I’ll always believe in open-access fisheries. I worked on deck for several years before buying my own boat. I sent away for a $25 Maine commercial fishing license and was on my own to sink or swim. With the help of others, I swam.

As have so many others, from the Chuck Bundrants and Francis J. O’Haras of the world, who built major fishing and seafood corporations, to the single-vessel owner-operators whose boats line wharves from the Arctic Circle to the Florida Keys. Some have achieved considerable wealth; some have scratched to make the payments; some have left the business. What we share is the common experience of dumping seawater out of our boots.

I know the arguments against open-access fisheries. I don’t deny the risks. And I am realist enough to know we aren’t going back there. But if we believe that a fishery management regime that invites private equity investment improves on free enterprise, we have done worse than miss the boat — we have abandoned the American Dream.

Recently, the digital newspaper New Bedford Light teamed up with ProPublica, whose stated mission is “investigative journalism in the public interest,” to shine its light on the impacts of private equity investment in the New Bedford groundfish fleet.

Private equity funds are just that — investment partnerships that buy and manage companies to sell. They are typical financed by long-term investors and through debt.

The New Bedford Light investigation found that Blue Harvest Fisheries, which is held by a Dutch family through a private equity firm, is by its own account the single largest groundfish permit holder in New England, with quota shares that approach the 15.5 percent antitrust cap set by the New England Fishery Management Council. In addition, Blue Harvest leases additional quota from smaller operators, according to the investigation.

It's only a matter of time before Blue Harvest reduces the number of fishboats in its fleet in favor of catcher processors.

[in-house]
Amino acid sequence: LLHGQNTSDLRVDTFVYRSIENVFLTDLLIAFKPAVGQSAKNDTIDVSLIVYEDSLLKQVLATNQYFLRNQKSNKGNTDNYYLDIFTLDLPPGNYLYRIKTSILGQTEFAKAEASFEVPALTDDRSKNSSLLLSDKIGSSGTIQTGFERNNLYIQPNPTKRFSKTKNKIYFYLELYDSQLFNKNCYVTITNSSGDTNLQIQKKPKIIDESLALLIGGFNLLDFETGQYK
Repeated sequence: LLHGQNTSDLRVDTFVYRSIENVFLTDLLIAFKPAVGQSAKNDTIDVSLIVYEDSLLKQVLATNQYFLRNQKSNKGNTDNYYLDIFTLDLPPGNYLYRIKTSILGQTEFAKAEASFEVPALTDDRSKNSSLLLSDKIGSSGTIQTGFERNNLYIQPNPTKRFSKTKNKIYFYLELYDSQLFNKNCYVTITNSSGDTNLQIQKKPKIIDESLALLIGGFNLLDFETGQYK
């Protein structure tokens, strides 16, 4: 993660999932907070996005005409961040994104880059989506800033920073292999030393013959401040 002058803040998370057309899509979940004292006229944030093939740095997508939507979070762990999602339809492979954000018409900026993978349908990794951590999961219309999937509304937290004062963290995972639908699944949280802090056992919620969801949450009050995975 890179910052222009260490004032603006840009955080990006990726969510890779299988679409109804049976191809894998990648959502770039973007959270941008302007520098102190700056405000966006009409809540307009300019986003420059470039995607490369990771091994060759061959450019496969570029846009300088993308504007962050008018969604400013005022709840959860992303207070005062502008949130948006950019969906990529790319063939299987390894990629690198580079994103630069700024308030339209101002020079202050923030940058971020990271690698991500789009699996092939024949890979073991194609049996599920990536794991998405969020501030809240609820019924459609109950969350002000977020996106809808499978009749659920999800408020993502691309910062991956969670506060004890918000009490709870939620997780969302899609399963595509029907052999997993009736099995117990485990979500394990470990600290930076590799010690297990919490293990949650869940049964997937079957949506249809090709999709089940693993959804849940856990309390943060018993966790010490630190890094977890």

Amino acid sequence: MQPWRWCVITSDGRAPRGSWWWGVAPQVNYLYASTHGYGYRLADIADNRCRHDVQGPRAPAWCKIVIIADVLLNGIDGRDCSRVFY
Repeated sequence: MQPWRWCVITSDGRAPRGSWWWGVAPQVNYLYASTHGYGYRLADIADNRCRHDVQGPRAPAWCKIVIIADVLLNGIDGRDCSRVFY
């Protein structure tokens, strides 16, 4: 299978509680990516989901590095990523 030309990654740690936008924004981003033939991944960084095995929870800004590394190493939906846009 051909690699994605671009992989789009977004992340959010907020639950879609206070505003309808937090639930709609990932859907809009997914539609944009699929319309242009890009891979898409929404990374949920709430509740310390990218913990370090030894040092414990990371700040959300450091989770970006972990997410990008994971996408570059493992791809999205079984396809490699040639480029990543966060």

Nor is Blue Harvest the only private equity venture on America’s waterfronts. According to the report, in the first half of 2021, private equity firms accounted for 34 percent of mergers and acquisitions in the fishing industry.

Moreover, it is the nature of private equities that profits that once would have stayed within a fishing community instead provide billionaire investment returns elsewhere. In the case of Blue Harvest, that’s as far away as the Netherlands, even as employment declines and crew shares are reduced in New England.

That this is heartbreaking is bad enough. Worse, it was planned. We are witnessing the inevitable — and entirely foreseen — consequence of the implementation of catch shares.

When catch shares — then known as individual fishing quotas — were implemented in the Alaskan halibut and blackcod fishery in the mid-1990s, the North Pacific Fishery Management Council took two steps to preserve the character of the fishery. First, it limited each vessel’s quotas to a minimal share of the total catch. Second, it required the quota owner to be aboard the vessel.

No such steps were taken in New England, even though the catch shares program for Northeast groundfish was developed more than a decade after IFQs were adopted in the North Pacific fishery.

It was no coincidence. Why contend with scores of vessels all begging for more fish to catch if you can devise a system that will starve most of them out, leaving a handful of profitable operators who can further improve returns by developing economies of scale?

Actually, the “why” is simple — to preserve fishing communities. Yet one must look no further than New Bedford to realize that far from preserving fishing communities, the combination of catch shares and private equity are likely to hasten their demise.

Not without justification, NOAA likes to point to the various marine species that have recovered since the Sustainable Fisheries Act first became law more than 45 years ago. Its record on fishing communities — whose social and economic health the SFA also requires — is less commendable.

If all we want to do is preserve fish, that’s easy: stop fishing! Deriving maximum economic and social benefits from fisheries gets trickier. But if we allow private equity investors to buy our fish, beach our fishermen, and harvest the profits far from the waterfront, we’re not even trying.

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Jerry Fraser is a retired commercial fisherman, journalist, the former editor and publisher of National Fisherman, as well as a 2020 NF Highliner award winner.

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